Cédric Villani (Field Medal 2010) the French mathematician becomes a deputé (equivalent to Member of Parliament) in President Emmanuel Macron’s new party “En Marche” consisting of 90% non politicians.
His new revolution in French Primary School Math Education is introducing “Singapore Math” : the 1960s Chinese Secondary School One Math (算术 Arithmetic) modified by the ex-Nantah (南大, now Nanyang Technological University) Prof Lee Peng Yee (李秉彝) with the Polya Problem Solving Method aided by visual Model diagrams.
France excels in Abstract (aka New / Modern / Bourbaki) Math but poor in Applied Math, while Asian countries (China, Singapore, Korea, Japan etc) are opposite. This demonstrates clearly in the Asian 15-year-old students scoring Top PISA Math Tests & Math Olympiad Championships (even in the USA teams), while the French young Mathematicians (< 40 years old) take 1/3 of the world’s Field Medals – “the Nobel Prize of Math”.
It is ideal to combine the Asian (applied) Math pedagogy for Primary school (from 7 to 13 years old) math and the French (abstract) Math (eg. Set, Group, Ring, Field, Vector Space, epsilon-delta Analysis…) in high-school math (from 15 to 18 years old).
The wise Cédric Villani is just doing this Ideal Combination of “East and West” for French Primary School Math Education .
Note: In the video (12:12 mins) Villani described his “Eureka discovery” inspiration at 4 am in Princeton Institute of Advanced Math. The same experience found by many mathematicians eg. Poincaré, Zhang Yitang, etc. Read Villani’s book where he called this “Strange Head Voice” (definitely not hallucination!!) experience as “The direct phone call from God “.
“Gauge Theory and Langrands Duality”
Number Theory | Curves over Finite Fields | Riemann Surfaces | Quantum Physics
The romantic gallic Frenchmen like to joke and played pranks. We have already seen the Number 1 Mathematical ‘prank’ in Our Daily Story #1 (The Fermat’s Last Theorem), here is another 20th century Math prank “Nicolas Bourbaki” – the anonymous French mathematician who did not exist, but like Fermat, changed the scene of Modern Math after WW II.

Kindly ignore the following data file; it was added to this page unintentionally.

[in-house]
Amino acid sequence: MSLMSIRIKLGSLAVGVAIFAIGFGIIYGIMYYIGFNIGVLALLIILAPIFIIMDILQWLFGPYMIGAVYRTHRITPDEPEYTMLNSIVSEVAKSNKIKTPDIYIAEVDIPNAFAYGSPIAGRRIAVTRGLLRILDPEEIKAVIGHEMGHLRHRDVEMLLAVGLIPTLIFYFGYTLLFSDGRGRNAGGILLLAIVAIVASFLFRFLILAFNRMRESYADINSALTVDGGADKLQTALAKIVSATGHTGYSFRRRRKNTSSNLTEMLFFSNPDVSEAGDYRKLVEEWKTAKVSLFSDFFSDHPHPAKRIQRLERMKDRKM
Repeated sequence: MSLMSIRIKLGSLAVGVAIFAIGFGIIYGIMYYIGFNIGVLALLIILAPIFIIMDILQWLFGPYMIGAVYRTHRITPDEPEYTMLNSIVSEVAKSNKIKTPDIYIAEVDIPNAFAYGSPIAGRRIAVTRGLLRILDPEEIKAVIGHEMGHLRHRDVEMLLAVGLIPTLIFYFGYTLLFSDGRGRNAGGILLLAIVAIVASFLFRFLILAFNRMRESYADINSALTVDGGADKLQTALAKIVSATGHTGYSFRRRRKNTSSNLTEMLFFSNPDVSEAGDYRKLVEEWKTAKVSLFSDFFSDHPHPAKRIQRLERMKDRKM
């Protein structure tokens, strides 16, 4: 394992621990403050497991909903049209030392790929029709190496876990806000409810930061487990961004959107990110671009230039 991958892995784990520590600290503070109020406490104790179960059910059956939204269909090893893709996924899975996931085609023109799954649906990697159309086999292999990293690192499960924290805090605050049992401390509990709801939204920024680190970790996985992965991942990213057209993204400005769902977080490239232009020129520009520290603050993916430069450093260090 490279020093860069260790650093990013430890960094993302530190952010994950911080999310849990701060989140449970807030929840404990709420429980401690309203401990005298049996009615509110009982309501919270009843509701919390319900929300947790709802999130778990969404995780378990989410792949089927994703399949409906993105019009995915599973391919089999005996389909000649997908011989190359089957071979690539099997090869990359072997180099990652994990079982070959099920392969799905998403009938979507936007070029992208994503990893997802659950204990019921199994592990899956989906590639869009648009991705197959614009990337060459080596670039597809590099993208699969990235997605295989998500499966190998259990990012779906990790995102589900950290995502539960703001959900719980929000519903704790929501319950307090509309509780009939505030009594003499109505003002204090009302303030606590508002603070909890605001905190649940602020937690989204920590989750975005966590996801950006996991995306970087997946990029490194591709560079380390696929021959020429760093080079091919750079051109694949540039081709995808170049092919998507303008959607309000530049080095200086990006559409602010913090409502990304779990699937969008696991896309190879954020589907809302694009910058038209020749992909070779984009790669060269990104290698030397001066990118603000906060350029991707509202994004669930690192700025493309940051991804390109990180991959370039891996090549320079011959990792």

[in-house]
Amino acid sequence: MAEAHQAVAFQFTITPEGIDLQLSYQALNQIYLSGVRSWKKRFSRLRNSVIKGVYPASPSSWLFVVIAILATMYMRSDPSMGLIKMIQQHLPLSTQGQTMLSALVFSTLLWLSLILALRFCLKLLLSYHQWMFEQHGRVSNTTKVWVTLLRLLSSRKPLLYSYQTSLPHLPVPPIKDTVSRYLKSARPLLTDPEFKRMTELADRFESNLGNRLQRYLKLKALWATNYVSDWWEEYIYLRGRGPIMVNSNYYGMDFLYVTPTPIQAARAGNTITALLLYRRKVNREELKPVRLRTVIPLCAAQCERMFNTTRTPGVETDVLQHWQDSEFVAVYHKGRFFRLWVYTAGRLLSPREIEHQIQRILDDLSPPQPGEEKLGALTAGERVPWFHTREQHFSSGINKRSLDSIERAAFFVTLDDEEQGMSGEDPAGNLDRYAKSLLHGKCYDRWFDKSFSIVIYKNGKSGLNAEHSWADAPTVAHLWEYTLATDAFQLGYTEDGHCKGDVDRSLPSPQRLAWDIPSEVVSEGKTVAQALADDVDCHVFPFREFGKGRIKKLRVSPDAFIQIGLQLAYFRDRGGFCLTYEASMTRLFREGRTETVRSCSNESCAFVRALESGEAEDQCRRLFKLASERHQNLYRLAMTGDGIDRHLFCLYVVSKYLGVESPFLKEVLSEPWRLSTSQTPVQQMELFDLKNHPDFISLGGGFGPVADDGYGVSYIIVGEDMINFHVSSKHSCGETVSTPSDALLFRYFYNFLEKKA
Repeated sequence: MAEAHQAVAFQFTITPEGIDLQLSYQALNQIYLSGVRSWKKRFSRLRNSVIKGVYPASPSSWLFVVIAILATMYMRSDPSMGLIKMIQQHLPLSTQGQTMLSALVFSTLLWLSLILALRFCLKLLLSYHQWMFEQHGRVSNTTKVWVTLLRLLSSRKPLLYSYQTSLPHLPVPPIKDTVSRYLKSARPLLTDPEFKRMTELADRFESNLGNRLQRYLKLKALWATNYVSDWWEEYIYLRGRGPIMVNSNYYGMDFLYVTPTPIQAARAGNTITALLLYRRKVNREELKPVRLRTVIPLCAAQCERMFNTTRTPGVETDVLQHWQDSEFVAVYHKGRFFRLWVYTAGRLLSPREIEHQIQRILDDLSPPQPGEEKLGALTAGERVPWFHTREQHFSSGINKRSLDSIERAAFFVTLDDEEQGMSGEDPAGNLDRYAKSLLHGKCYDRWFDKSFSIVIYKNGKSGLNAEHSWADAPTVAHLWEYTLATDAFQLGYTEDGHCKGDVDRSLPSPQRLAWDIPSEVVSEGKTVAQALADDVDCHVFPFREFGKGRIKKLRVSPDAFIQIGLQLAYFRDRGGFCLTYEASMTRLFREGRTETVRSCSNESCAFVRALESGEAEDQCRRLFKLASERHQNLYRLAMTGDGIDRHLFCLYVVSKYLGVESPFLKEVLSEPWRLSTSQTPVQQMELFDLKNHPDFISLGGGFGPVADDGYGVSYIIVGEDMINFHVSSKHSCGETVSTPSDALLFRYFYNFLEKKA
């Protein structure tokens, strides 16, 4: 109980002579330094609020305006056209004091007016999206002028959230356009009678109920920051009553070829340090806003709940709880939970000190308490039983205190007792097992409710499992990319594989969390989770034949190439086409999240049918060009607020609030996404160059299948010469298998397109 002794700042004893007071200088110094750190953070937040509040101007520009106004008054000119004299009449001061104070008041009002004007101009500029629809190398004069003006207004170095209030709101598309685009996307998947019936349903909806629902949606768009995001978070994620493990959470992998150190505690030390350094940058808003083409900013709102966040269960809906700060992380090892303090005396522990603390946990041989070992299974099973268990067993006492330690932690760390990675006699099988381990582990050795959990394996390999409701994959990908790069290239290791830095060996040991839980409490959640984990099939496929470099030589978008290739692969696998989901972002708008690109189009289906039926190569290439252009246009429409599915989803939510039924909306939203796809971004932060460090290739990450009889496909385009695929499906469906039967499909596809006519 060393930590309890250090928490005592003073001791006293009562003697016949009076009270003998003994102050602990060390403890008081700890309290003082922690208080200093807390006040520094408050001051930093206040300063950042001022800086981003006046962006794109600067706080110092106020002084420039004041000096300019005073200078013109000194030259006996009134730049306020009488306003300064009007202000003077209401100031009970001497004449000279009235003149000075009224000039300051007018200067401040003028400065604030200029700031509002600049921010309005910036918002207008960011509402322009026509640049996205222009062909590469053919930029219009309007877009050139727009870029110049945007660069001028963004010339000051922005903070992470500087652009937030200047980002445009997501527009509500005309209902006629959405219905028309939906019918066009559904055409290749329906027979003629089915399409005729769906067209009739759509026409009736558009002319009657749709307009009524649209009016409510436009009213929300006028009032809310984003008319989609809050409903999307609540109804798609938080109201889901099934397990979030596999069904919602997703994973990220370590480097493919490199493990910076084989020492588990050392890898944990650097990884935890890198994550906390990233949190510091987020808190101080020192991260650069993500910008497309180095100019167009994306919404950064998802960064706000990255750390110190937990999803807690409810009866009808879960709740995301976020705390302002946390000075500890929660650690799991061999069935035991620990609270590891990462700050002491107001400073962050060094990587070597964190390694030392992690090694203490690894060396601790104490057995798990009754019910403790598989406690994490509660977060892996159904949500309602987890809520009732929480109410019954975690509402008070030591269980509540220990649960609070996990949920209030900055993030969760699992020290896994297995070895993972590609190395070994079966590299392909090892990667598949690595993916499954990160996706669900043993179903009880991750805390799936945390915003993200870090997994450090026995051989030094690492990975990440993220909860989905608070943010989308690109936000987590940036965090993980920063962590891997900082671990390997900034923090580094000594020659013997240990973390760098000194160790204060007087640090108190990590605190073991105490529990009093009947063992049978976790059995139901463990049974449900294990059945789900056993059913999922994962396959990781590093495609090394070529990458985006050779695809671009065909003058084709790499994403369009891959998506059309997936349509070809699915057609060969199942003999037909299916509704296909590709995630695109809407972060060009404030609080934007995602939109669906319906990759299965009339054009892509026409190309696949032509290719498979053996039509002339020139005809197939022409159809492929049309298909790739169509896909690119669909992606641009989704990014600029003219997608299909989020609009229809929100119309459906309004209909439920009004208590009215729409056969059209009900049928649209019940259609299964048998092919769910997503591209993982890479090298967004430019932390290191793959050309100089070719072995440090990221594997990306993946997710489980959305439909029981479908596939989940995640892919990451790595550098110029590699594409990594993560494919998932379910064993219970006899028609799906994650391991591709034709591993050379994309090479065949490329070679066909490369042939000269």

André Weil (not to confuse with Andrew Wiles of FLT in Story #2 ) and his university classmates from the Ecole Normale Supérieure (Évariste Galois‘s alma mater which expelled him for involvement in the French Revolution), wanting to do something on the outdated French university Math textbooks, formed an underground ‘clan’ in a Parisian Café near Jardin du Luxembourg. They met often to brainstorm and debate on the most advanced Math topics du jour. Finally they decided to totally re-write the foundation of Math based on Set Theory. Inspired by the rigorous axiomatic approach of Euclid’s “The Elements”, they named their books “Élements de Mathématique ” (The Elements of Mathematic) (Note: Math in singular). Collectively they picked a pseudonym “Nicolas Bourbaki” as the author of this series of Modern Math books. The Bourbakian extremely abstract and rigorous approach to Math pedagogy influenced the French Math and the world ‘s Modern Math in post-WW II till today. The founding students in the Bourbaki group, led by André Weil (who migrated to the USA), almost all won the prestigious Fields medals. The Bourbakian baton passed on to the next generation of French mathematicians, including the hermit mathematician Alexander Grothendieck and the Chinese mathematician Wu Wenjun 吴文俊.
1. The Bourbakians’ idea was to rewrite the foundations of math using a new standard of rigor based on the set theory initiated by Cantor in the late 19th century. They succeeded only partially, but their influence on math has been enormous.
2.The Bourbaki Seminar, one of the longest running math seminars in the world, held at the Henri Poincaré Institute in Paris, takes up a weekend 3 times a year.
Bourbaki started as rebels against the established modes of thought in French mathematics in the early 20th century.
But with new discoveries and the increasing important interaction between physics and math, their exclusionist (from Physics etc) approach lost its effectiveness.
Contemporary math is more multifaceted, it includes more varied theoretical and applied approaches.